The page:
Oxygen diffusion in ellipsoidal tumour spheroids

David Robert Grimes, Frederick J. Currell

Research output: Contribution to journalArticlepeer-review


Oxygen plays a central role in cellular metabolism, in both healthy and tumour tissue. The presence and concentration of molecular oxygen in tumours has a substantial effect on both radiotherapy response and tumour evolution, and as a result the oxygen micro-environment is an area of intense research interest. Multi-cellular tumour spheroids closely mimic real avascular tumours, and in particular they exhibit physiologically relevant heterogeneous oxygen distribution. This property has made them a vital part of in vitro experimentation. For ideal spheroids, their heterogeneous oxygen distributions can be predicted from theory, allowing determination of cellular oxygen consumption rate (OCR) and anoxic extent. However, experimental tumour spheroids often depart markedly from perfect sphericity. There has been little consideration of this reality. To date, the question of how far an ellipsoid can diverge from perfect sphericity before spherical assumptions break down remains unanswered. In this work, we derive equations governing oxygen distribution (and, more generally, nutrient and drug distribution) in both prolate and oblate tumour ellipsoids, and quantify the theoretical limits of the assumption that the spheroid is a perfect sphere. Results of this analysis yield new methods for quantifying OCR in ellipsoidal spheroids, and how this can be applied to markedly increase experimental throughput and quality.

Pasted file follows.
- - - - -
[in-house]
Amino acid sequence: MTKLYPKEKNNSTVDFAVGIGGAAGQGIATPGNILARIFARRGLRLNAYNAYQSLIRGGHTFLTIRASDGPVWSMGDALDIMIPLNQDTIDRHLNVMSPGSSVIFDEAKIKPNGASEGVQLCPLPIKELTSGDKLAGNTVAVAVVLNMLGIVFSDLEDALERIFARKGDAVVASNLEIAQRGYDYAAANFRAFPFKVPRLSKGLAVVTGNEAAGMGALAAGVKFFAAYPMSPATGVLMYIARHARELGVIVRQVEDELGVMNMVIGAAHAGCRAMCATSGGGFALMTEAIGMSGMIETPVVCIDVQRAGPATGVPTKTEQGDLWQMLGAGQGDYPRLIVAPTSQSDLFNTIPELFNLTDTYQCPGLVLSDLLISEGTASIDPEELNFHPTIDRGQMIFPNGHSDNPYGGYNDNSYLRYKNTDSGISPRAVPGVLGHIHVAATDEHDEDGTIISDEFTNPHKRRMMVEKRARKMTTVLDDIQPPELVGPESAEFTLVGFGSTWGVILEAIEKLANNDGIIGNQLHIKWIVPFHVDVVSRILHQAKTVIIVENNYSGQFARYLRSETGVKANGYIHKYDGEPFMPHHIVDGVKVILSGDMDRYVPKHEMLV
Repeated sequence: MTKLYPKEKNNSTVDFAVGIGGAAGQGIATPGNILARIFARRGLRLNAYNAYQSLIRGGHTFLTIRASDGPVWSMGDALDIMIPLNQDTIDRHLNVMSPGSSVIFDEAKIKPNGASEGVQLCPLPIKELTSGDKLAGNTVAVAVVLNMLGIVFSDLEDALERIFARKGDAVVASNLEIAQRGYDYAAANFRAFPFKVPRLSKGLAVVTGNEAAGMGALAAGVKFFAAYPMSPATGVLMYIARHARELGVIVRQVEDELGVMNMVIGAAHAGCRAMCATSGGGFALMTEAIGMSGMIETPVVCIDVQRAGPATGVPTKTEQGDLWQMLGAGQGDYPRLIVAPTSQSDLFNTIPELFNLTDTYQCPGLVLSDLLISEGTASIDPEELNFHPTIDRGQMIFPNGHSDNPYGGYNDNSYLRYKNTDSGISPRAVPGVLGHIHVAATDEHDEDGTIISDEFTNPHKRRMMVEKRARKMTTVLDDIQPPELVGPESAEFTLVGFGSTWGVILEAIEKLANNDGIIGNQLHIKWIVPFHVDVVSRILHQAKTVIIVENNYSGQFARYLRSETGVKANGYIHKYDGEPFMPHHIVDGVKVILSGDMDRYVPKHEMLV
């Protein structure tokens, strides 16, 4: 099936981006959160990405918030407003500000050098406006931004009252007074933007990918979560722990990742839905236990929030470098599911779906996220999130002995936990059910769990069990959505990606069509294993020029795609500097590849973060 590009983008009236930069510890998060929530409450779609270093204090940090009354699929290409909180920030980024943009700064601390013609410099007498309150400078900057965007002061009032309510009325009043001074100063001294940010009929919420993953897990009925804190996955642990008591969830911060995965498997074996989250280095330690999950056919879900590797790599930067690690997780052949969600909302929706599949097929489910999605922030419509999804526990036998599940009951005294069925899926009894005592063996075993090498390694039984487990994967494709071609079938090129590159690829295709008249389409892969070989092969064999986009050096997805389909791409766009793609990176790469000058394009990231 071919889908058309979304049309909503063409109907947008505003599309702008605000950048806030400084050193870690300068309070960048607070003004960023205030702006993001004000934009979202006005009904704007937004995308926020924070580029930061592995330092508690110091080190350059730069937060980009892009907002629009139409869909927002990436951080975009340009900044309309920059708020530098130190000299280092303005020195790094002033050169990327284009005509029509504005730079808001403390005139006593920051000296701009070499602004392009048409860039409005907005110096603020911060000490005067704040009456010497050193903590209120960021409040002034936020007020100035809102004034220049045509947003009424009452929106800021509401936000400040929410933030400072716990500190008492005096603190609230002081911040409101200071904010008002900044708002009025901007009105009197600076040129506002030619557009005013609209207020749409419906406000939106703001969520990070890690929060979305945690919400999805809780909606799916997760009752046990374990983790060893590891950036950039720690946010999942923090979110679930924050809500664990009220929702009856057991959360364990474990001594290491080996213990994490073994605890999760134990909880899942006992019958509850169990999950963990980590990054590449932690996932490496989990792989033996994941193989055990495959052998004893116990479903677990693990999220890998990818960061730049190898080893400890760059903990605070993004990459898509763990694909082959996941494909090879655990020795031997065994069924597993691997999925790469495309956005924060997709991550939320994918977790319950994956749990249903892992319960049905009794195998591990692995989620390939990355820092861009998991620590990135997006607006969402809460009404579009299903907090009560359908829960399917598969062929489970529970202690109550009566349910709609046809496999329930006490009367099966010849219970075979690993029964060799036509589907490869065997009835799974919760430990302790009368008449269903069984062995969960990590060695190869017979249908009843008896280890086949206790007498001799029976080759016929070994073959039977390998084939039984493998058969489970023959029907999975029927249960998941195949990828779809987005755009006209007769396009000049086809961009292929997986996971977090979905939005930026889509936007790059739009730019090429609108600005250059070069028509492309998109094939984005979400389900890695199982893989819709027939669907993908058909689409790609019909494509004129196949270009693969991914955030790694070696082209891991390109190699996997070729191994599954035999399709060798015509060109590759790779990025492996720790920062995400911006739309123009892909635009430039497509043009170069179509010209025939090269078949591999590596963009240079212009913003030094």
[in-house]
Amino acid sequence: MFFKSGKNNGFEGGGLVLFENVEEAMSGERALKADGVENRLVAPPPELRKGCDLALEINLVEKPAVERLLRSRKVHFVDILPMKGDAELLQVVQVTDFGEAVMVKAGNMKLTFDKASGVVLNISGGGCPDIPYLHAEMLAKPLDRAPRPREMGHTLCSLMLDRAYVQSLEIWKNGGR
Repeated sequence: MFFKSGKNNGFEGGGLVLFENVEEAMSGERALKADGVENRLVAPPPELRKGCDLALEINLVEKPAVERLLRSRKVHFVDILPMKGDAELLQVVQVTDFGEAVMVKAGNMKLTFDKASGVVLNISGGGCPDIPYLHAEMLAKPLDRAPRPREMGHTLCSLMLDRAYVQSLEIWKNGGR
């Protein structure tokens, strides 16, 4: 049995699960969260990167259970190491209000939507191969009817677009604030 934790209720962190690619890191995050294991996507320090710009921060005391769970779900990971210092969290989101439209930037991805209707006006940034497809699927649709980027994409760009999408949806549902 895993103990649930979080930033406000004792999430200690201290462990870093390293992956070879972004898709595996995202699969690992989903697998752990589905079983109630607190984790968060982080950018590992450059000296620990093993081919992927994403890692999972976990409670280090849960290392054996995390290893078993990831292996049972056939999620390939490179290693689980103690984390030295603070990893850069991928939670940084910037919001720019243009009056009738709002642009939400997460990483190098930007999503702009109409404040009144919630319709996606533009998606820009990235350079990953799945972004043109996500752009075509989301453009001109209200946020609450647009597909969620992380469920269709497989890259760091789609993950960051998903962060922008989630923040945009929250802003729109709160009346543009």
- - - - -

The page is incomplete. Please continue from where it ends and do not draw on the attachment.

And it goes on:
Original languageEnglish
JournalJournal of the Royal Society Interface
Issue number145
Early online date15 Aug 2018
Publication statusPublished - 2018

Research Beacons, Institutes and Platforms

  • Dalton Nuclear Institute


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